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Re: Getting Started
- To: telecine internet group <telecine at alegria.com>
- Subject: Re: Getting Started
- From: rob at alegria.com (Rob Lingelbach)
- Date: Fri, 18 Dec 1998 20:37:04 -0600
- In-Reply-To: "Christopher Bacon" <KA2IQB at worldnet.att.net> "Re: [TIG] Getting Started" (Dec 16, 14:55)
- Organization: Altruistic Intentions
- Phone-number: +1 214 887 8544
- Reply-To: Rob Lingelbach <rob at alegria.com>
- Resent-Date: Fri, 18 Dec 1998 20:37:57 -0600
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On Dec 16, 14:55, "Christopher Bacon" wrote:
} Subject: Re: [TIG] Getting Started
> You may be interested to know that while most people holding responsible
> positions in post production are college educated, it's frequently the case
> that their degrees have little to do with what they are doing now. Most
> good careers in post are not directly obtainable on the strength of a
> degree. While it will get you in the door somewhere, you'd better expect
> lots of long hours at low pay as some prima donna's assistant before they
> let you touch anything yourself.
The prima donna's case could be made prima facie that primarily, the
succession of an assistant is a result of a shift in the state of
I agree with Chris that very little attention is paid to the formal
education of applicants for most post-production positions. Though
one may wish this weren't the case, as our relationships, exchanges,
and derring-do would benefit from certain cultural/historical lessons
studied in school, the varied backgrounds and avocations of telecine
people present a certain enriched cross-section... just attend one of
the tradeshow telecine parties (Fun Night comes to mind). My
nomination of the TIGer most likely to have learned many of the
lessons of history is Mike Orton.
Often I'm asked by prospective post-production pupils "where can I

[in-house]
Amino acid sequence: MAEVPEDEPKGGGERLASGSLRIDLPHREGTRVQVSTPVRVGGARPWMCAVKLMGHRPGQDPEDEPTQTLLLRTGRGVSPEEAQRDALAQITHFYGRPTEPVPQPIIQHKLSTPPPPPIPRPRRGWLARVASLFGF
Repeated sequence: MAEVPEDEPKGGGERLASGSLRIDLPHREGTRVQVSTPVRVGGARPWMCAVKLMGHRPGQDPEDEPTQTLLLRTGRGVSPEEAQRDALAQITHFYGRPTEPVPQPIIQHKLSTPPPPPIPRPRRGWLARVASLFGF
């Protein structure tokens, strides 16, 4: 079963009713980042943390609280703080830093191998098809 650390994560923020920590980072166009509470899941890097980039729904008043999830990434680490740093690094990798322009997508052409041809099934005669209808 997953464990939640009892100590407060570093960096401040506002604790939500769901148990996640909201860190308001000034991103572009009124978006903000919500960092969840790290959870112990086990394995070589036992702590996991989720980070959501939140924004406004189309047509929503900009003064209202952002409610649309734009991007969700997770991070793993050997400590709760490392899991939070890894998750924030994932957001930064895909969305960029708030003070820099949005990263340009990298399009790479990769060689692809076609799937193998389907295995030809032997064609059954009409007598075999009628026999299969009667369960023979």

learn to do what you do?" I wish I could refer them to an Academy of
Autocratic Arts where they could learn the self-worship essential to
the position, but anyway, the schools don't usually have the money to
buy the gear. Some schools can buy the gear but must settle for being
a few years behind the current technology, as it's just too expensive.
> Once you put some time in actually doing the job, you must work your
> way up to bigger and better projects with modern equipment. This is
> a tightrope act: video is a small world, and pushy, agressive types
> are long remembered--particularly if they only have mediocre talent.
A fine line, that between agression and ambition, and the more
talented prospects are sometimes the quieter.
One of the most fascinating aspects of telecine is that of the
'session', where several people come together, for a few hours, to
work on a project in a room not much bigger than a bedroom. The
art is as much in the exchange of views and respect accorded each
other as in the recorded result.
As that most important commodity, bandwidth, increases, we may see a
tendency toward server/client-oriented work, where the server
--in this case the colorist and equipment-- are in a location separate
from the client. While this can be temporally convenient, a certain
amount of social fun may be lost.
> You need to be able to speak as effectively and tactfully as a
> master statesman, otherwise you won't get very far in this business
> no matter how good your other skills are!
Senior Colorist, FWC Dallas
Rob Lingelbach | "I would give nothing for that man's religion
rob at alegria.com | whose very dog and cat are not the better for it."
www.alegria.com --Rowland Hill, "Village Dialogues", via A. Lincoln
Thanks to Bruce Goren for support in 1998.
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